This ECG was taken from a 30-year old man who presented with exertional lightheadedness and palpitations.What can be the most probable diagnosis?
A. Hypertrophic Obstructive Cardiomyopathy
B. Dilated Cardiomyopathy
C. Restrictive Cardiomyopathy
Ans:A. Hypertrophic Obstructive Cardiomyopathy.
ECG in the image shows Dagger like Q waves marked by black arrow.
Hypertrophic cardiomyopathy (HCM)
- It is one of the most common inherited cardiac disorders (affecting ~ 1 in 500 people) and is the number one cause of sudden cardiac death in young athletes.
- The chief abnormality associated with HCM is left ventricular hypertrophy (LVH), occurring in the absence of any inciting stimulus such as hypertension or aortic stenosis.
- The most commonly observed pattern is asymmetrical thickening of the anterior interventricular septum (= asymmetrical septal hypertrophy).
- This pattern is classically associated with systolic anterior motion (SAM) of the mitral
- valve and dynamic left ventricular outflow tract (LVOT) obstruction.
- Exertional syncope or pre-syncope — this is the most worrying symptom, suggesting dynamic LVOT obstruction ± ventricular dysrhythmia, with the potential for sudden cardiac death.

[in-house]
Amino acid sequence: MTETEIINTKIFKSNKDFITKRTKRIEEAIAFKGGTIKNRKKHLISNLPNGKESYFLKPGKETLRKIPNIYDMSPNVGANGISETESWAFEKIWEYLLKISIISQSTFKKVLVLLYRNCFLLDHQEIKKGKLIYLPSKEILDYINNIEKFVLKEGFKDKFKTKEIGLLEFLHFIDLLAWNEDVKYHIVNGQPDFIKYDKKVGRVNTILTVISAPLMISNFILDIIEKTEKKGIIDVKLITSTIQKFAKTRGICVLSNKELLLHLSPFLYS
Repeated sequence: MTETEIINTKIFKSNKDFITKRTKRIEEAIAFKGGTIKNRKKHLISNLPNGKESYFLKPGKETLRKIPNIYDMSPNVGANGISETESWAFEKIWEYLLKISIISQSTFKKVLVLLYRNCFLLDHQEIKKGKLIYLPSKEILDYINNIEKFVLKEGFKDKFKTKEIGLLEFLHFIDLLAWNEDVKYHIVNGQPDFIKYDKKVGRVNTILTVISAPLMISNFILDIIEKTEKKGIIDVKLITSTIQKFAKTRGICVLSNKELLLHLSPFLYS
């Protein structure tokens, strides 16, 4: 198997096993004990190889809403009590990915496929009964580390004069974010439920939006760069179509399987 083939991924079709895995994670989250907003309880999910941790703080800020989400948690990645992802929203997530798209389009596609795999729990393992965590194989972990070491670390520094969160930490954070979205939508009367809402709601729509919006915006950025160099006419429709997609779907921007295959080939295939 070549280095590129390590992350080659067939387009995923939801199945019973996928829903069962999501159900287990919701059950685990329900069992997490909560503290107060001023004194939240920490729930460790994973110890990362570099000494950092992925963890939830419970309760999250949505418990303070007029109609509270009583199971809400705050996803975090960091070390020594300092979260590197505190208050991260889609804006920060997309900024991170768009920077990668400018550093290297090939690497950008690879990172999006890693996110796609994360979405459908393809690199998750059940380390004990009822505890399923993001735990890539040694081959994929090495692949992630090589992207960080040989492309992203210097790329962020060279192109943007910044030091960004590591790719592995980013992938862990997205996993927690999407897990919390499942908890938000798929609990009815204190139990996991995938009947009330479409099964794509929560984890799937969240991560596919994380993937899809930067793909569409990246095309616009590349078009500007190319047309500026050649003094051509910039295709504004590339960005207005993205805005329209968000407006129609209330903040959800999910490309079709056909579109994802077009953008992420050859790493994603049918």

- Symptoms of pulmonary congestion (e.g. exertional dyspnoea, fatigue, orthopnoea, paroxysmal nocturnal dyspnoea) due to left ventricular dysfunction.
- Chest pain — may be typical anginal pain due to increased demand (thicker myocardial walls) and reduced supply (aberrant coronary arteries).
- Palpitations due to supraventricular or ventricular arrhythmias.
- This relatively uncommon form of HCM is seen most frequently in Japanese patients (13-25% of all HCM cases in Japan).
- There is localised hypertrophy of LV apex, causing a “spade-shaped” configuration of the LV cavity on ventriculography.
- The classic ECG finding in apical HCM is giant T-wave inversion in the precordial leads.
- Left ventricular hypertrophy results in increased precordial voltages and non-specific ST segment and T-wave abnormalities.
- Asymmetrical septal hypertrophy produces deep, narrow (“dagger-like”) Q waves in the lateral (V5-6, I, aVL) and inferior (II, III, aVF) leads. These may mimic prior myocardial infarction, although the Q-wave morphology is different: infarction Q waves are typically > 40 ms duration while septal Q waves in HCM are < 40 ms. Lateral Q waves are more common than inferior Q waves in HCM.
- Left ventricular diastolic dysfunction may lead to compensatory left atrial hypertrophy, with signs of left atrial enlargement (“P mitrale”) on the ECG.
- Giant precordial T-wave inversions in apical HCM
- Signs of WPW (short PR, delta wave).
- Dysrhythmias: atrial fibrillation, supraventricular tachycardias, PACs, PVCs, VT